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As described in Wikipedia article,

The Bologna Process is a series of ministerial meetings and agreements between European countries to ensure comparability in the standards and quality of higher-education qualifications.

Universities usually go through a series of supervisions to obtain the certificate that demonstrates the above mentioned quality of education.

These supervisions are, but not limited to, number of classrooms, regulations for exams, lab facilities, etc.

I am particularly interested in oral exam regulations. For instance, my former university had a strict rule:

There must be at least three lecturers/professors during the oral exam, and full voice recording is mandatory.

I wonder if such rule applies for all universities in the Bologna process, or my former university was being over cautious.

  • Looking at procedures for PhD defences might help you find your answer. (I'm unaware of any university that records defences.) – user2768 Apr 9 '18 at 14:11
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    @corey979 can you show the reference? – padawan Apr 9 '18 at 14:23
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    @padawan Any oral exam includes defenses... So you need only consider those to infer whether universities follow the Bologna process. – user2768 Apr 9 '18 at 14:31
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    @padawan Oral examinations are indeed a superset of defenses. I don't understand how I'm answering a more general question. Surely I'm asking a narrower question? This suffices to answer your question assuming the answer is negative, which is what MJeffryes has pointed out. – user2768 Apr 9 '18 at 14:42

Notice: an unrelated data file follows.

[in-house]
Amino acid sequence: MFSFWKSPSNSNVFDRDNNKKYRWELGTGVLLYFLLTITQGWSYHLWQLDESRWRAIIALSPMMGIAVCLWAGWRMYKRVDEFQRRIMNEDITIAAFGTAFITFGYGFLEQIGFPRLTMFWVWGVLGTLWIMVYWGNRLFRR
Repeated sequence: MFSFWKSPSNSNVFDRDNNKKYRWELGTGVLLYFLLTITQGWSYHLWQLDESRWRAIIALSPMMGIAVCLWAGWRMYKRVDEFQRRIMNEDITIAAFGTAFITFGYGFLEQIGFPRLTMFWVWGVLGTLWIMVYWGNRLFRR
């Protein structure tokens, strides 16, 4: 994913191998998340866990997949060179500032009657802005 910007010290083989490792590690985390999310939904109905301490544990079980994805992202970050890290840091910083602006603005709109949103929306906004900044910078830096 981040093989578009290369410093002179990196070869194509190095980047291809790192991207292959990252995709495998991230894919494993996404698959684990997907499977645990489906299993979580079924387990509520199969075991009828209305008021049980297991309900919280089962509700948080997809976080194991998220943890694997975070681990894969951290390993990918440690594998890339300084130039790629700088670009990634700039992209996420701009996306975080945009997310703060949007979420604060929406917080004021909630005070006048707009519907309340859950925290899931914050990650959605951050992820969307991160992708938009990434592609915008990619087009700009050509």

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    @padawan What is more likely: All universities in the UK are failing to correctly implement the Bologna process, or that there are no rules about the number of faculty members present at oral exams? The UK procedure for oral exams is (as far as I know) quite different from other countries in Europe, which is further evidence against the possibility that the rules are harmonised. – MJeffryes Apr 9 '18 at 14:46
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I don't believe there are any Bologna-wide regulations regarding the conduct of oral exams.

In general, the Bologna process is designed to set up the means of making education "portable," not strictly uniform. Individual countries and schools are given wide latitude for how they internally implement the processes: for instance, just look at the wide of grading systems used throughout the EU.

As a counterexample to your question, I worked as a faculty member in Germany, and the rules varied between faculties, let alone universities. For instance, one or two professors could conduct the oral exam, notes were taken by a recorder, and the exam was rarely, if ever, recorded. The only situation where things got more complicated is if a person could fail out of the program by failing the oral exam, in which case having two professors, one of whom did not teach the subject, was required.

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